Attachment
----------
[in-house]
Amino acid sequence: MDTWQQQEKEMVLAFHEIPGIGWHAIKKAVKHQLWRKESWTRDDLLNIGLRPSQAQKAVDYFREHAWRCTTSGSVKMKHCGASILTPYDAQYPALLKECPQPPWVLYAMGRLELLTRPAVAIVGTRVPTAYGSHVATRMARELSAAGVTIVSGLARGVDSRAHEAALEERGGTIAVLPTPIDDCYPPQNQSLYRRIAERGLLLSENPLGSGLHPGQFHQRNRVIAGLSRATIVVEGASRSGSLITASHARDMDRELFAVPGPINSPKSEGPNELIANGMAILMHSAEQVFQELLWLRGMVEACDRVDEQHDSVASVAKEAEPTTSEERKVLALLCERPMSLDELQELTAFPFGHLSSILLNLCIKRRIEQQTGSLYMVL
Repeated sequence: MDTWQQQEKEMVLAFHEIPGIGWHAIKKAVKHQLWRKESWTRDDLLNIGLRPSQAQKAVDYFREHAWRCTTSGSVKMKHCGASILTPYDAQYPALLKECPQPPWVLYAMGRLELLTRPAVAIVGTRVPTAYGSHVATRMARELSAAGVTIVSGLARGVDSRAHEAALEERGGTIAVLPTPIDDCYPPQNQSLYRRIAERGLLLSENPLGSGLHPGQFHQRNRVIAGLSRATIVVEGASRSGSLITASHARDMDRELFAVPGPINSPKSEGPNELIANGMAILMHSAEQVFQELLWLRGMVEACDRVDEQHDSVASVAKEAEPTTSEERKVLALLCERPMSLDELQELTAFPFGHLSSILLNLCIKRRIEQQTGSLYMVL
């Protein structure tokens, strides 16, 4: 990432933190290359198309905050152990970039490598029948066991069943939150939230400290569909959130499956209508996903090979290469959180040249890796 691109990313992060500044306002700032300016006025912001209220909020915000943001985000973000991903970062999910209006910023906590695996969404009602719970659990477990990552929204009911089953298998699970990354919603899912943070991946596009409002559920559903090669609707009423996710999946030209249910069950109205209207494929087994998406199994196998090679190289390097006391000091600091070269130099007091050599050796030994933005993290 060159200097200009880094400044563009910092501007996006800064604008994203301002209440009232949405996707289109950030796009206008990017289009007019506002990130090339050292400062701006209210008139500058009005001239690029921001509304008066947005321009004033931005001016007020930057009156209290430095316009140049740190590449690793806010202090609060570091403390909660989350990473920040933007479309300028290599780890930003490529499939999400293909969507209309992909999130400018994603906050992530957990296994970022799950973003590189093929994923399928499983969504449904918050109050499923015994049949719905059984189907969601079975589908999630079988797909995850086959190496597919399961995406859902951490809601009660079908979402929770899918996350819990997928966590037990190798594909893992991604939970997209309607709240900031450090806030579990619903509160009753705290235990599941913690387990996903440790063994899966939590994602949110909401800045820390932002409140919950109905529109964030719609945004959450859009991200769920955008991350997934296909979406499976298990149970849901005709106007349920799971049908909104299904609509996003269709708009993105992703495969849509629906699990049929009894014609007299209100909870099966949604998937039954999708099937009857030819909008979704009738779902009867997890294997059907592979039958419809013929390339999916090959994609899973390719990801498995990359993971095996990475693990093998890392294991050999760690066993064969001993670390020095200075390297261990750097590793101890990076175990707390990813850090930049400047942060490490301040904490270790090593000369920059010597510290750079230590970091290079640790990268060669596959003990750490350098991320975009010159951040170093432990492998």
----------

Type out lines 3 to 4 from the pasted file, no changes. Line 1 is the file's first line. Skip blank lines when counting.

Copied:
Repeated sequence: MDTWQQQEKEMVLAFHEIPGIGWHAIKKAVKHQLWRKESWTRDDLLNIGLRPSQAQKAVDYFREHAWRCTTSGSVKMKHCGASILTPYDAQYPALLKECPQPPWVLYAMGRLELLTRPAVAIVGTRVPTAYGSHVATRMARELSAAGVTIVSGLARGVDSRAHEAALEERGGTIAVLPTPIDDCYPPQNQSLYRRIAERGLLLSENPLGSGLHPGQFHQRNRVIAGLSRATIVVEGASRSGSLITASHARDMDRELFAVPGPINSPKSEGPNELIANGMAILMHSAEQVFQELLWLRGMVEACDRVDEQHDSVASVAKEAEPTTSEERKVLALLCERPMSLDELQELTAFPFGHLSSILLNLCIKRRIEQQTGSLYMVL
């Protein structure tokens, strides 16, 4: 990432933190290359198309905050152990970039490598029948066991069943939150939230400290569909959130499956209508996903090979290469959180040249890796 691109990313992060500044306002700032300016006025912001209220909020915000943001985000973000991903970062999910209006910023906590695996969404009602719970659990477990990552929204009911089953298998699970990354919603899912943070991946596009409002559920559903090669609707009423996710999946030209249910069950109205209207494929087994998406199994196998090679190289390097006391000091600091070269130099007091050599050796030994933005993290 060159200097200009880094400044563009910092501007996006800064604008994203301002209440009232949405996707289109950030796009206008990017289009007019506002990130090339050292400062701006209210008139500058009005001239690029921001509304008066947005321009004033931005001016007020930057009156209290430095316009140049740190590449690793806010202090609060570091403390909660989350990473920040933007479309300028290599780890930003490529499939999400293909969507209309992909999130400018994603906050992530957990296994970022799950973003590189093929994923399928499983969504449904918050109050499923015994049949719905059984189907969601079975589908999630079988797909995850086959190496597919399961995406859902951490809601009660079908979402929770899918996350819990997928966590037990190798594909893992991604939970997209309607709240900031450090806030579990619903509160009753705290235990599941913690387990996903440790063994899966939590994602949110909401800045820390932002409140919950109905529109964030719609945004959450859009991200769920955008991350997934296909979406499976298990149970849901005709106007349920799971049908909104299904609509996003269709708009993105992703495969849509629906699990049929009894014609007299209100909870099966949604998937039954999708099937009857030819909008979704009738779902009867997890294997059907592979039958419809013929390339999916090959994609899973390719990801498995990359993971095996990475693990093998890392294991050999760690066993064969001993670390020095200075390297261990750097590793101890990076175990707390990813850090930049400047942060490490301040904490270790090593000369920059010597510290750079230590970091290079640790990268060669596959003990750490350098991320975009010159951040170093432990492998």